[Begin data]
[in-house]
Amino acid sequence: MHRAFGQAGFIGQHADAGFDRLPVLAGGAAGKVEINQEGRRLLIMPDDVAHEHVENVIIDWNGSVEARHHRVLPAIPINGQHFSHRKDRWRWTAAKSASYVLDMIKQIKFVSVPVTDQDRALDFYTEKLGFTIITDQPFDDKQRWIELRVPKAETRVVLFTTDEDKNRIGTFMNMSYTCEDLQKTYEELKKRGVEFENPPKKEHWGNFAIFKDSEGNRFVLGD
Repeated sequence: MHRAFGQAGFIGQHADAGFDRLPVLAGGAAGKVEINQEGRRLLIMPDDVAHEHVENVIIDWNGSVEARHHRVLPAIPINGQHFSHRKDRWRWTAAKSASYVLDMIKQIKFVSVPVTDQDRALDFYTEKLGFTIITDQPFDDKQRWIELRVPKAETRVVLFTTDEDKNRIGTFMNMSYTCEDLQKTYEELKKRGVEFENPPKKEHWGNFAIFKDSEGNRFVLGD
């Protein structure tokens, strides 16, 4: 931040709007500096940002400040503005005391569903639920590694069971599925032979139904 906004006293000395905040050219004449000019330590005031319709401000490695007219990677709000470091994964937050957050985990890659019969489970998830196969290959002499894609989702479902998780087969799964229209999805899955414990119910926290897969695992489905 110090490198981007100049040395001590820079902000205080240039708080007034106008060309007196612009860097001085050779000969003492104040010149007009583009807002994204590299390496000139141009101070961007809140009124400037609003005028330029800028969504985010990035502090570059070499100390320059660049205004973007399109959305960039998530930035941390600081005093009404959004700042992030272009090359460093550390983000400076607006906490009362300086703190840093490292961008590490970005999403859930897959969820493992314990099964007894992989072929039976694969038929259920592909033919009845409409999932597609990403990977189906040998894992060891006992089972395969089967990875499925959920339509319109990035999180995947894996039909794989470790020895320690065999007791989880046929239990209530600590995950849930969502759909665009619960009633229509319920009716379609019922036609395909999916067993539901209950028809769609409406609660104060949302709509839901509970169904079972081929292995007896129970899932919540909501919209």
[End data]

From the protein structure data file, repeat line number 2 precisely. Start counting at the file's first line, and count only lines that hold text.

Amino acid sequence: MHRAFGQAGFIGQHADAGFDRLPVLAGGAAGKVEINQEGRRLLIMPDDVAHEHVENVIIDWNGSVEARHHRVLPAIPINGQHFSHRKDRWRWTAAKSASYVLDMIKQIKFVSVPVTDQDRALDFYTEKLGFTIITDQPFDDKQRWIELRVPKAETRVVLFTTDEDKNRIGTFMNMSYTCEDLQKTYEELKKRGVEFENPPKKEHWGNFAIFKDSEGNRFVLGD